Sunday, November 09, 2014

Washing his clothes

Today, as I was cleaning, preparing for my friend Carole's visit, I came across Mark's clothes. He had brought them over hastily, late for the train that would take him west, far away from here and from us. I found them in the room his sister once had, now a guest room.

I was doing a load of darker clothes, so I pulled the non-whites out, one by one, then in groups. Some of them carried memories, others not.

It had been years since I had washed my child's clothes. In desperation one day when my children were probably about 10, 12, and 14, I said--"Okay, you are going to do your own laundry now." I was tired of the work, washing clothes for five, and of the complaints of not being able to find clean or unwrinkled clothes or matching socks. The job was delegated to them, and I never looked back.

Till today. Even though I think these clothes were cleaned (at  least before they were left here), I could still smell Mark in them. He is a physical worker and player--hauling sheetrock or mudding walls by day, hiking, climbing, biking and exploring by night and on weekends. The clothes smelled like exertion and adventure.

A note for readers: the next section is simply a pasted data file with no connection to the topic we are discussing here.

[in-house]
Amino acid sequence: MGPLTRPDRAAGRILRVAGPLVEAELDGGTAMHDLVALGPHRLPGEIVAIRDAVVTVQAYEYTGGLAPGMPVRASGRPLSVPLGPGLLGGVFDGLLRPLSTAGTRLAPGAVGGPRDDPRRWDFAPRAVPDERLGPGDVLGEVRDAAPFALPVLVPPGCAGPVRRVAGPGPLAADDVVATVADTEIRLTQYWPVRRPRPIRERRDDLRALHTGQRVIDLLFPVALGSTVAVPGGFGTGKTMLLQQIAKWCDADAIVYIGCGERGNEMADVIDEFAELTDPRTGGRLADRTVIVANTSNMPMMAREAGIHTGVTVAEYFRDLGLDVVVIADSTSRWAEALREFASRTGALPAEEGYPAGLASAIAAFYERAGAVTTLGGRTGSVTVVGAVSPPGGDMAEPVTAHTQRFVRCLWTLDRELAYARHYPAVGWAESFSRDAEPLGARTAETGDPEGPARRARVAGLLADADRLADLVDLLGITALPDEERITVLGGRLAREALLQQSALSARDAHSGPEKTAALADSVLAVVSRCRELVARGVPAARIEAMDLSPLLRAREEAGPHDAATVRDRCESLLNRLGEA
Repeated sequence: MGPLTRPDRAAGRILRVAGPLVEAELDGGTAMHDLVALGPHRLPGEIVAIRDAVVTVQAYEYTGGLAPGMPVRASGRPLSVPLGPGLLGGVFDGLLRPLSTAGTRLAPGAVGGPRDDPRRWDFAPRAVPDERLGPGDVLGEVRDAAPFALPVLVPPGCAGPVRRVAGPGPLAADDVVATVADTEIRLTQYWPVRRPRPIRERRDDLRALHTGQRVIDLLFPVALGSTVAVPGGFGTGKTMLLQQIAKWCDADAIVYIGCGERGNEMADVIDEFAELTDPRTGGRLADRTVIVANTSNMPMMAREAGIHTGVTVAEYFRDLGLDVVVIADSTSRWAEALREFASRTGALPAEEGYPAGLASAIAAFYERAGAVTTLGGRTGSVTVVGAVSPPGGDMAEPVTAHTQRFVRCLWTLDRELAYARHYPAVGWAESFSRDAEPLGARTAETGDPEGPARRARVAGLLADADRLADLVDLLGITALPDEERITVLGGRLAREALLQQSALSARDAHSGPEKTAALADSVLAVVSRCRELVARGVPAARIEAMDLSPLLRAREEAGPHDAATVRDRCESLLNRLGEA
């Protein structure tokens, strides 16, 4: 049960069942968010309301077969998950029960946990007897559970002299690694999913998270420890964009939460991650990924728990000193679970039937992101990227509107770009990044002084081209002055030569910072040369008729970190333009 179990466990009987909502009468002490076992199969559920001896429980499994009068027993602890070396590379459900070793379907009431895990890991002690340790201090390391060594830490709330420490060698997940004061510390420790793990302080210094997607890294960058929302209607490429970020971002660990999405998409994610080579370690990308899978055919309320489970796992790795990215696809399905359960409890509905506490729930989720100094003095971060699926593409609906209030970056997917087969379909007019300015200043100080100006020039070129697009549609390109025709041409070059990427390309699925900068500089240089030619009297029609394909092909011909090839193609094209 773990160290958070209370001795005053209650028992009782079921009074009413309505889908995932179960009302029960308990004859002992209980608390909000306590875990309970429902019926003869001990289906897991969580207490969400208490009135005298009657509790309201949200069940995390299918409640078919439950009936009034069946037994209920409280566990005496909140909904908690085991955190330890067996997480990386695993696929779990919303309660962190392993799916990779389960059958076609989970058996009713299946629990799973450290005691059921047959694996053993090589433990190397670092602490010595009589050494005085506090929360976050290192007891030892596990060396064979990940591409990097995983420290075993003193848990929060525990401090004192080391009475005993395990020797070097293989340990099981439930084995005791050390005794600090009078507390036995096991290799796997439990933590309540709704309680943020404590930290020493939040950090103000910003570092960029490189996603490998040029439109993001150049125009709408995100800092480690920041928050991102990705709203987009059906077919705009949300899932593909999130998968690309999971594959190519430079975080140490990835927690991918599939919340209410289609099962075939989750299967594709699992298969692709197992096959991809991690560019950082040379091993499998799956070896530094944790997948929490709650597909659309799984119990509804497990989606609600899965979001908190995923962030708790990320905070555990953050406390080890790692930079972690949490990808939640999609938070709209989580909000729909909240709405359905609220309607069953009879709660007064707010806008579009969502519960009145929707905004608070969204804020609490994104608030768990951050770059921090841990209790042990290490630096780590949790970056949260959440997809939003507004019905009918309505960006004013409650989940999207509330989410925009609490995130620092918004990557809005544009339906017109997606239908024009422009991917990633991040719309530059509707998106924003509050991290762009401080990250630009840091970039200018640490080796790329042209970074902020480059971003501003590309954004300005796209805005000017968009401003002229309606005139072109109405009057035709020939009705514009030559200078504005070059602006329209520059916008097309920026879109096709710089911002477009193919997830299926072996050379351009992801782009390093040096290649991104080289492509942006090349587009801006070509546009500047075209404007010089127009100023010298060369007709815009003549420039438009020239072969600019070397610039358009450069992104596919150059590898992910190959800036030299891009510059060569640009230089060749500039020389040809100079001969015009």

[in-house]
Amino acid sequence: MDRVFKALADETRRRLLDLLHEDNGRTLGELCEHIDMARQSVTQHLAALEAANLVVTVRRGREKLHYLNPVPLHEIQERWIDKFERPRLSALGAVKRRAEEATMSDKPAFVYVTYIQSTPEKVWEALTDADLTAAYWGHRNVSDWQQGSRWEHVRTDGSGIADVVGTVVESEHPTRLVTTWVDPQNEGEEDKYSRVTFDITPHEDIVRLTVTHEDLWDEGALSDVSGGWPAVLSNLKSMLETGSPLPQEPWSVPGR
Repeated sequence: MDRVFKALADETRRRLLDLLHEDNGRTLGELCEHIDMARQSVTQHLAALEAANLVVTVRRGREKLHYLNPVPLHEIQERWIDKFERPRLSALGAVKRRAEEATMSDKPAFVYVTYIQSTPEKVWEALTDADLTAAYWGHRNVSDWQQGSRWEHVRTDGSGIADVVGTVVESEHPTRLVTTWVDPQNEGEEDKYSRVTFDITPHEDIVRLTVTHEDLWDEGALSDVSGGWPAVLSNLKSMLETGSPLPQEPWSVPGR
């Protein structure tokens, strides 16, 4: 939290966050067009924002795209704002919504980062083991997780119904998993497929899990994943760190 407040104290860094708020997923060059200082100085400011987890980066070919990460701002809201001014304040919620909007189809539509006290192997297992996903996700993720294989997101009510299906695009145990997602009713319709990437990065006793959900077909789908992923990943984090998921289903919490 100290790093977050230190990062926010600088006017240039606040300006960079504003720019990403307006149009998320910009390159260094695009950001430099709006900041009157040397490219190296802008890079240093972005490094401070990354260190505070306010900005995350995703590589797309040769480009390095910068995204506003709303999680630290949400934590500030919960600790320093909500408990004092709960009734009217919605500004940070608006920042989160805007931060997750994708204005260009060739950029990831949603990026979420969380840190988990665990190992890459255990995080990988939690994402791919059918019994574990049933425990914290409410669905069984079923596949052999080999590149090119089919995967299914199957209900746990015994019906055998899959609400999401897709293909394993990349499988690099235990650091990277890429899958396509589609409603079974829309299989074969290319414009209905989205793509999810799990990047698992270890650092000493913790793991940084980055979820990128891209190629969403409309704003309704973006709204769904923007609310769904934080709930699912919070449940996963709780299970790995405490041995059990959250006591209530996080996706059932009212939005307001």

Today I launder without complaining. I remember the little boy, before the long hair and bushy beard--back, back, to the jeans I washed when he was in grade school, the myriad t-shirts, socks that seemed to multiply like rabbits, towels, bedding, sweatshirts and pajamas. I remember washing baby clothes in Dreft detergent, as I had washed his brother's before him.

Now, my link to him is my phone, where I receive  occasional texts and calls  as he bikes from Seattle on down to northern California with his buddy Steve. I try not to worry, to think of all the things that could go wrong. Instead, I remember, and hope for the time I'll see him again, smell his clothes as I embrace my boy, and hear of adventures out west.

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